Aug. 31, 2010 — I am not sure how many readers know that in some newspaper markets new reporters start out in the sports statistics department or writing obituaries. Neither are glamorous Pulitzer Prize winning investigative reporting assignments, but they are two of the mostly widely read sections of any newspaper.
Even the least interested sports fan takes a brief look at how their team is fairing against the rest of the league, especially as the playoff come closer.
And, when it comes to obituaries, people want to see if anyone they know has passed. I know the older one gets the more important the vital statistics page becomes. I often go online and check out my hometown paper to see if people I remember are still with us.
I also read obituaries because I often learn fascinating things about the deceased person I didn’t know when they were living. Either they were too shy to brag on themselves or their loved one who takes time to write the last story perceives them differently.
Recently, I was sent an obituary that was written up in the San Francisco Chronicle about a 97-year-old woman named Paula Adam Tennant. I searched the paper’s archives and did not find the name. Therefore, I have to assume her story of her time in Lassen County has not been recorded with our paper.
According to her obituary at one time she was the county’s district attorney in the mid 1950s. The obituary is lengthy with a list of her contributions to the not only the California Youth Authority but also to the U.S. Board of Parole, appointed by President Richard Nixon and then at age 70 to the U.S. Parole Commission by President Ronald Reagan.
The notice in the paper had a wonderful quote about her. “In the mid 1950’s when she served as district attorney in Lassen County (Susanville), a friend commented, ‘Compared to the state and federal government jobs, this may seem insignificant, but for a town like Susanville it was an amazing feat. I recall that even the judges (male) allowed the other attorneys to treat her with considerable disrespect to a degree that would now be a huge federal lawsuit. She ignored them, did her homework and clobbered them in court most of the time.’”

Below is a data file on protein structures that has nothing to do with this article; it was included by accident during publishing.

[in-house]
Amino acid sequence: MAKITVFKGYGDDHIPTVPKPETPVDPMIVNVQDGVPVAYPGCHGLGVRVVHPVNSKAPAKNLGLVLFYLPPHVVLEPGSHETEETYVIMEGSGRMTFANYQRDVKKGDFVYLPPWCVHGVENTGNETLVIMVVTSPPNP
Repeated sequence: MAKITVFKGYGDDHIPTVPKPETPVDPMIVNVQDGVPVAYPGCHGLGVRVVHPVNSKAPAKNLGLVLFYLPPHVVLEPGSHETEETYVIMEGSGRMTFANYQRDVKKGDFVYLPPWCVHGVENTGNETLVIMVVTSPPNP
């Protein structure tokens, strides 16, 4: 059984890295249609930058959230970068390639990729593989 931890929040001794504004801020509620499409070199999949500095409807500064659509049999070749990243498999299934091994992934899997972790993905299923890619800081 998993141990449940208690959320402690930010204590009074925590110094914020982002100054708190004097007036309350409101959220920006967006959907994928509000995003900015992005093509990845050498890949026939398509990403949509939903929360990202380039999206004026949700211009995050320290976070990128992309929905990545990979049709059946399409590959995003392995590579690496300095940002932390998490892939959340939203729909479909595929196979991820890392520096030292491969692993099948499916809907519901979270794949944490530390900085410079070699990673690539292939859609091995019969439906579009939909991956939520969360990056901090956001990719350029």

That’s my kind of lady.
The Lassen County Times has an obituary recently for Bill McIntosh, who was the county’s first director of public works and served for 41 years. I learned he headed development of the County Route Marker Program adopted nationally in 1967.
Because of his leadership, Lassen County received the first number, “A-1,” for the Eagle Lake Road, a national award winner for its design and the only county road selected for the 1984 Olympic Torch relay. In 2000, A-1 was officially proclaimed the “William D. McIntosh Highway.”
Now that’s dedication. It also explains how Lassen County has a road called A-1.
It all becomes trivia at some point, but to those who lost these loved ones, it is part of the story of a life, and I find it fascinating. We all have a story to tell — a place we have been, a person we have met, a life we have touched, a difference we have made — unfortunately that story may not be told until our death.
I wonder what stories my children will tell because if God is willing, they will be the ones writing my obituary. I hope I have left a legacy or a funny antidote.
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